Monday, June 14, 2010

Reclaiming the Dakota's - GOP House nominees.

The Dakota's are Conservative and Libertarian bastions of political thought, as such one would assume that almost every Statewide and Federal representative would be a voting member of the Republican Party. If you assumed that, you would be wrong - All three of North Dakota's federal representatives are Democrats, as are two of South Dakota's three US representatives.

But I do have some good news, all of those above mentioned Dakota political facts will be apart of the past come January of next Year. Why? Republican candidates in both Dakota's are leading longtime Incumbent Democratic Representatives by respectable margins with just 4.5 months until we reach November.

North Dakota House - Rasmussen.

North Dakota Representative Rick Berg (R) - 52%
US Representative Earl Pomeroy (D) - 43%

South Dakota House - Rasmussen.

South Dakota Representative Kristi Noem (R) - 53%
US Representative Stephanie Herseth-Sandlin (D) - 41%

Just for some political perspective: North Dakota hasn't elected a Republican to the US House since the late 1970's. And South Dakota has a well documented history of electing future Senator's to the US House, not surprising considering their current At-Large District status. If Republicans can capture both of these should be GOP seats - our road to 218 could be a whole lot easier.

Conservatism is going back to its' bastions and dominions this November - both Dakota's included.

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1 comment:

Melissa said...

Thanks for calling attention to our races up here in the Hinterland. There are less than a million people in the state, but we still get our 2 Senators and 1 Congressman and we mean to do right by the rest of the country.

It was unfathomable to me why we had three Democrats representing us when I first moved here twelve years ago. I quickly discovered that this is a big Agricultural area – lots of fields and no people tipped me off. Like other heavily subsidized sectors, farmers tend to vote Democrat even if their thinking is largely conservative. Even after leaving the farm, subsequent generations are instilled with the “Democrats are the good guys” thinking.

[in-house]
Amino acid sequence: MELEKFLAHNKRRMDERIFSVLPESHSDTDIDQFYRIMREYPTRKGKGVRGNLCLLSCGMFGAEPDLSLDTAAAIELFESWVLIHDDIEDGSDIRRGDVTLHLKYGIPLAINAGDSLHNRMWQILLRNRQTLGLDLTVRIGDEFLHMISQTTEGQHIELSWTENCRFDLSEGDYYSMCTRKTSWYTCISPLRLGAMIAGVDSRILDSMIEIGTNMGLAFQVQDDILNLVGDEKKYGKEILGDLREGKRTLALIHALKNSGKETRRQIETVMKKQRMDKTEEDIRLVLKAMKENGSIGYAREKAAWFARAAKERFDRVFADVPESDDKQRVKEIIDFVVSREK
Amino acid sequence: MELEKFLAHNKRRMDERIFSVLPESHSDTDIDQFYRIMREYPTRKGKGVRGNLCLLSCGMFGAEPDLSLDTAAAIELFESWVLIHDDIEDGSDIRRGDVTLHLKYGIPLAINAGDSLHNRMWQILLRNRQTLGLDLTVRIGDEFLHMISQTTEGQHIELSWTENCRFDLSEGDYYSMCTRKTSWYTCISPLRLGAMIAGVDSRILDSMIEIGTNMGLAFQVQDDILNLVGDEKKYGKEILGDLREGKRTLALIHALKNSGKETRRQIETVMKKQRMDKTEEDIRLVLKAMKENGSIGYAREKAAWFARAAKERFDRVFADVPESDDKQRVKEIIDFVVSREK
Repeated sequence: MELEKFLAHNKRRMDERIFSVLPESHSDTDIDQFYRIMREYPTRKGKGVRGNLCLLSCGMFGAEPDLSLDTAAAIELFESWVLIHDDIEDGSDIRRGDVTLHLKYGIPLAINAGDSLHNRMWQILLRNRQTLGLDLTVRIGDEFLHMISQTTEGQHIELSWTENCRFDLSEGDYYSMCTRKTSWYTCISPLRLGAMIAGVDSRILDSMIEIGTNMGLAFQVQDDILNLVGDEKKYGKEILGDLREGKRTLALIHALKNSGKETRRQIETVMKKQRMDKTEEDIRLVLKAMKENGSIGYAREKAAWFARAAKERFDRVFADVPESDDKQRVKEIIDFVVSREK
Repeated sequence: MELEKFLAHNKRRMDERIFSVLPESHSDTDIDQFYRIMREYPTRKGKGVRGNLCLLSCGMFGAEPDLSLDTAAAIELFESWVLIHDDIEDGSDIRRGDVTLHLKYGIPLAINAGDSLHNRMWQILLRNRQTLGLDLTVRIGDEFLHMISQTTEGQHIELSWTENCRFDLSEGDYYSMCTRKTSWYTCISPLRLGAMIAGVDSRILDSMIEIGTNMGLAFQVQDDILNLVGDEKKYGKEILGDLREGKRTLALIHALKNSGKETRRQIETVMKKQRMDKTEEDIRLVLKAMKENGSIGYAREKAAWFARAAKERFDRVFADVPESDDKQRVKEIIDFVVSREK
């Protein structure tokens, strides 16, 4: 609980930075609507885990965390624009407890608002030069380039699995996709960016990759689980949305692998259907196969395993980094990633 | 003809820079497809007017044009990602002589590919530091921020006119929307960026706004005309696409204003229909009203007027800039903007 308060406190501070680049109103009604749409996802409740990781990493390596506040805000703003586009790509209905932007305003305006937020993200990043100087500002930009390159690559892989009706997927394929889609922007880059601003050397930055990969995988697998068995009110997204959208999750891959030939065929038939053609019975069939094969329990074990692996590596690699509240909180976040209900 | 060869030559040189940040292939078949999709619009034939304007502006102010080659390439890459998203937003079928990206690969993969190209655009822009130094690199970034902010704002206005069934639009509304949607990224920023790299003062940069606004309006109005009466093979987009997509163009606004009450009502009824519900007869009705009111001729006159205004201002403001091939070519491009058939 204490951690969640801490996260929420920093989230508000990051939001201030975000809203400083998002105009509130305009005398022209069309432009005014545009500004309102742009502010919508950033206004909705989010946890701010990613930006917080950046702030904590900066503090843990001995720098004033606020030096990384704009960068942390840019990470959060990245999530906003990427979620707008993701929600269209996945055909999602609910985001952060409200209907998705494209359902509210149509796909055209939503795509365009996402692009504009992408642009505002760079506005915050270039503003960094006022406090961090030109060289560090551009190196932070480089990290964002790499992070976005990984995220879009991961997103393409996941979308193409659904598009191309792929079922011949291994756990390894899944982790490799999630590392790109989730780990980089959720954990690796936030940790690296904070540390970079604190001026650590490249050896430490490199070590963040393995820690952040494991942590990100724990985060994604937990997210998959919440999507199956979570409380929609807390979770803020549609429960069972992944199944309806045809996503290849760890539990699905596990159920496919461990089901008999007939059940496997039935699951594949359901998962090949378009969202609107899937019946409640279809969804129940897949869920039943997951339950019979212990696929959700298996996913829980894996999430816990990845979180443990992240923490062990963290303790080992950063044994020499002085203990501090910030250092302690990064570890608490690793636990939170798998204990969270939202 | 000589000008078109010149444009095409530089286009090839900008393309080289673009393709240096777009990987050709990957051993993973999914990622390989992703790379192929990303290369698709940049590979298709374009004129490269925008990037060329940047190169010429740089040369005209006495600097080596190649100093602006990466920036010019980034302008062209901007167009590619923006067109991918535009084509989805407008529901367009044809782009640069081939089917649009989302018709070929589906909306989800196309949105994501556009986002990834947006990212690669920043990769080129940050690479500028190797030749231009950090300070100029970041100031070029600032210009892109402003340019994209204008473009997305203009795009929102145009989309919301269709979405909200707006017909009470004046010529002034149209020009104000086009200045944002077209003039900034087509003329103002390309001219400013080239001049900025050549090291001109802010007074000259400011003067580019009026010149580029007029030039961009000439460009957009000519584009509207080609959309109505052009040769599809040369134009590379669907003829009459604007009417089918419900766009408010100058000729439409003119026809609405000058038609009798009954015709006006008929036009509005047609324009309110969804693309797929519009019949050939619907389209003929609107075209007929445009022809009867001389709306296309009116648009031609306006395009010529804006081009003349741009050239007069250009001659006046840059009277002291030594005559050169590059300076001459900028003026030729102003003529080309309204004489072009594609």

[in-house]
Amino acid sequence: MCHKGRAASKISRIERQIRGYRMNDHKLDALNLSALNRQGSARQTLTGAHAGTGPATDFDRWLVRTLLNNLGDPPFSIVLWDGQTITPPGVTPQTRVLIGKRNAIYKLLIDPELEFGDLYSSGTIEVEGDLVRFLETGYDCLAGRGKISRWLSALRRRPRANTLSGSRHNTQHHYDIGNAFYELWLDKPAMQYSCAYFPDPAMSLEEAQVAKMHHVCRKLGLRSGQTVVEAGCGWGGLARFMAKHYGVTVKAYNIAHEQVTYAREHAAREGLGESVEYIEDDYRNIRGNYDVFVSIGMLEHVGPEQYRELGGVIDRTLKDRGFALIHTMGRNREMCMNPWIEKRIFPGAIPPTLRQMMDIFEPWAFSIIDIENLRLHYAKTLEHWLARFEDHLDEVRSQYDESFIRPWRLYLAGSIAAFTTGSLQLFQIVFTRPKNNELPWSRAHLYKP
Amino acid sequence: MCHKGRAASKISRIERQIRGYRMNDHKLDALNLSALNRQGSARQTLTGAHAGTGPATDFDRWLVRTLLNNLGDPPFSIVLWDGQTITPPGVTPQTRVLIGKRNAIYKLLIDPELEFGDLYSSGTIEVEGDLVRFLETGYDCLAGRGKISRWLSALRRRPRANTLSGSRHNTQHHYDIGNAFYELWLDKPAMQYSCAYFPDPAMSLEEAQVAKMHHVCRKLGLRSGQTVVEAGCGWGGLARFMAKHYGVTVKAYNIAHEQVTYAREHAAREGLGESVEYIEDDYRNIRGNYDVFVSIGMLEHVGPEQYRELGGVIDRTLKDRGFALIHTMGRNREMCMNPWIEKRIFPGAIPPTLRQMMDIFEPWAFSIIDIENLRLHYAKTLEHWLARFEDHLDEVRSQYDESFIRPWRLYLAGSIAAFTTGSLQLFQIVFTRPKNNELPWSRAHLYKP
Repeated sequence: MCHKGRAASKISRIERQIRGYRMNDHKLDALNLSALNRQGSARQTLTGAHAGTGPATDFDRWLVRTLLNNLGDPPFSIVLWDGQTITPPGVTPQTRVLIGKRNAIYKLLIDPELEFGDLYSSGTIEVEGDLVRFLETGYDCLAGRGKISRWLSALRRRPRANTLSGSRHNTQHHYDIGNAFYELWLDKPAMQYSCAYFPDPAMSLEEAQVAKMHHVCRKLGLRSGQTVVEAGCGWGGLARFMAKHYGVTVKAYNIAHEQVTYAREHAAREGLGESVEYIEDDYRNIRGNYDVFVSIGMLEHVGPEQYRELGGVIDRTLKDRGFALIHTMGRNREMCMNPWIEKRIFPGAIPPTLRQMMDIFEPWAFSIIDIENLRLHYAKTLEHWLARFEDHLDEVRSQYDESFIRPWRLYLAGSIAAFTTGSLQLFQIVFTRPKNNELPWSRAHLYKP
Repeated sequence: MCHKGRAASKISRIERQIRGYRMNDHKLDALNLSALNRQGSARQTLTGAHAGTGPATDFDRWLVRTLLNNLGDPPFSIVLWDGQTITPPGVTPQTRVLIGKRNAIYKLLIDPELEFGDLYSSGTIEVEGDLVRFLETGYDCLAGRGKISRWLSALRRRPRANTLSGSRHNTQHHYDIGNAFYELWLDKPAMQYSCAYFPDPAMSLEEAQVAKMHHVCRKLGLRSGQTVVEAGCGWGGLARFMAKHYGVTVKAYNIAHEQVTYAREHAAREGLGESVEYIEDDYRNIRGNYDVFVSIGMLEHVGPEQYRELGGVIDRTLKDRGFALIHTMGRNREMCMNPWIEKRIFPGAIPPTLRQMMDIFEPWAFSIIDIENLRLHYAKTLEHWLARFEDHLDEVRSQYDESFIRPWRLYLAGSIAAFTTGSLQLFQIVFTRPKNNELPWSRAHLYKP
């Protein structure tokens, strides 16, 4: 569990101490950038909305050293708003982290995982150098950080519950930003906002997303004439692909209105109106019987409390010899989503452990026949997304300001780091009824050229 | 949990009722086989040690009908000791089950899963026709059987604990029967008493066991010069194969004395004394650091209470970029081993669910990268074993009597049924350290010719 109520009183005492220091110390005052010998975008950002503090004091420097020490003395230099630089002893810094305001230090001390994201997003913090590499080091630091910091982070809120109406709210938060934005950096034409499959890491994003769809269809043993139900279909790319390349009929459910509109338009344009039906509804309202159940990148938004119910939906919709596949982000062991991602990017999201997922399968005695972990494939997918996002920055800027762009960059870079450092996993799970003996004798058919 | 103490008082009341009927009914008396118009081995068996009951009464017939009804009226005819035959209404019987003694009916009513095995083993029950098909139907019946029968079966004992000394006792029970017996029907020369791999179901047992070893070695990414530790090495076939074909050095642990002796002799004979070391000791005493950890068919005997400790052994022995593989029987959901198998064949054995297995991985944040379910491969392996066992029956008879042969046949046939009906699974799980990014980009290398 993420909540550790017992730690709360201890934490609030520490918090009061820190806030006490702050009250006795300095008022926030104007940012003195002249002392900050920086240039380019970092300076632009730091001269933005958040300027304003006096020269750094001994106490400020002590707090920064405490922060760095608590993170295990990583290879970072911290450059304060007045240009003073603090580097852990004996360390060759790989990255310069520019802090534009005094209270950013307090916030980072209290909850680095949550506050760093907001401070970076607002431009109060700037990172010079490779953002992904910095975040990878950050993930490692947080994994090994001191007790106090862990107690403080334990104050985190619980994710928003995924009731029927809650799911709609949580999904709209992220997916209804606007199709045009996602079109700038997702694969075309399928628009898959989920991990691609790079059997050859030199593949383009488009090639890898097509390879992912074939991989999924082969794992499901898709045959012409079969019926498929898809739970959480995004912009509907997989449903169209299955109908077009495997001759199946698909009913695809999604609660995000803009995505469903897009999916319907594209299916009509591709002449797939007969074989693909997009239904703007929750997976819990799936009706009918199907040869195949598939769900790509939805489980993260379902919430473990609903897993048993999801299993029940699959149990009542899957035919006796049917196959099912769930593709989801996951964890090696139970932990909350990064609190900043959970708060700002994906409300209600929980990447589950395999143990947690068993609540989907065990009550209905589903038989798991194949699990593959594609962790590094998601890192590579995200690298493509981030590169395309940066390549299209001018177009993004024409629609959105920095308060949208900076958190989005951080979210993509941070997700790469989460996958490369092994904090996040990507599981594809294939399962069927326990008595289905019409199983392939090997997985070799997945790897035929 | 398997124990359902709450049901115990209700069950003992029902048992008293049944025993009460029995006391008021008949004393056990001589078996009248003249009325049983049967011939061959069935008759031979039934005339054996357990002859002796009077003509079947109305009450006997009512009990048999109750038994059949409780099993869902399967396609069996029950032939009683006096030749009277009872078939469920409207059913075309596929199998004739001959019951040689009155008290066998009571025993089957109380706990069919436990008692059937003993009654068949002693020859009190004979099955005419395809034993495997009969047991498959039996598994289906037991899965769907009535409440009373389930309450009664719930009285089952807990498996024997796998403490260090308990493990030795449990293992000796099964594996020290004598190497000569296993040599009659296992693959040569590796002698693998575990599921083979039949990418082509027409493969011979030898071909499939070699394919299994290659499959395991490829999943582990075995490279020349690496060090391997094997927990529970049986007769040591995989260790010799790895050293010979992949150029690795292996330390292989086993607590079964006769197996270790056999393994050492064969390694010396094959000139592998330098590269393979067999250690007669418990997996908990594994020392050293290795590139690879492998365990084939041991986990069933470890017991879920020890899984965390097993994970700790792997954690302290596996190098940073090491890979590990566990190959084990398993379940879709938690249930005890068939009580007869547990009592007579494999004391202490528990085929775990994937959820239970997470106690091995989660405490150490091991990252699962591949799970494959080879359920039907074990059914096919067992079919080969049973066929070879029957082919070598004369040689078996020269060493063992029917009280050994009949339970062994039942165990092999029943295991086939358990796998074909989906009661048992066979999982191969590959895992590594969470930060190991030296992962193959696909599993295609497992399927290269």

The other factor that plays in North Dakota is “North Dakota Nice.” While it’s true that these are some of the kindest, most gentle people you’ll ever meet, it also means that they have a tendency to avoid conflict and would rather keep voting for the incumbent than hurt his feelings. (To my fellow North Dakotans who are not conflict avoiders my apologies for generalizing.)

But, things are changing! Our unemployment in ND is the lowest in the country at less than 4%. That’s because Ag has been supplemented with the energy sector – especially coal and oil. Putting aside all the other harmful things that our representatives have done in the past few years, when Sens. Conrad and Dorgan voted (by voting “no” to the Murkowski amendment) to give the EPA unfettered control of our three biggest industries (coal, oil and ag) they made it clear that they care more about the Obama agenda than they care about North Dakota.

But this Nov we will be replacing Senator Dorgan with John Hoeven, who is something like 50 points ahead of his Democratic competitor. We also stand a very good chance of replacing Representative Earl Pomeroy with State Rep Rick Berg. As you mentioned, Berg is 9 points ahead in the polls – something that hasn’t happened in almost forever. By the way, the biggest jump in the numbers for Berg came after Pomeroy ran an ad campaign where he claimed he voted against Cap and Trade. He was allowed to hold out since they had enough votes. We’re conflict adverse, Earl – not stupid.

Sorry for the long commentary, but thanks again for the spotlight on ND!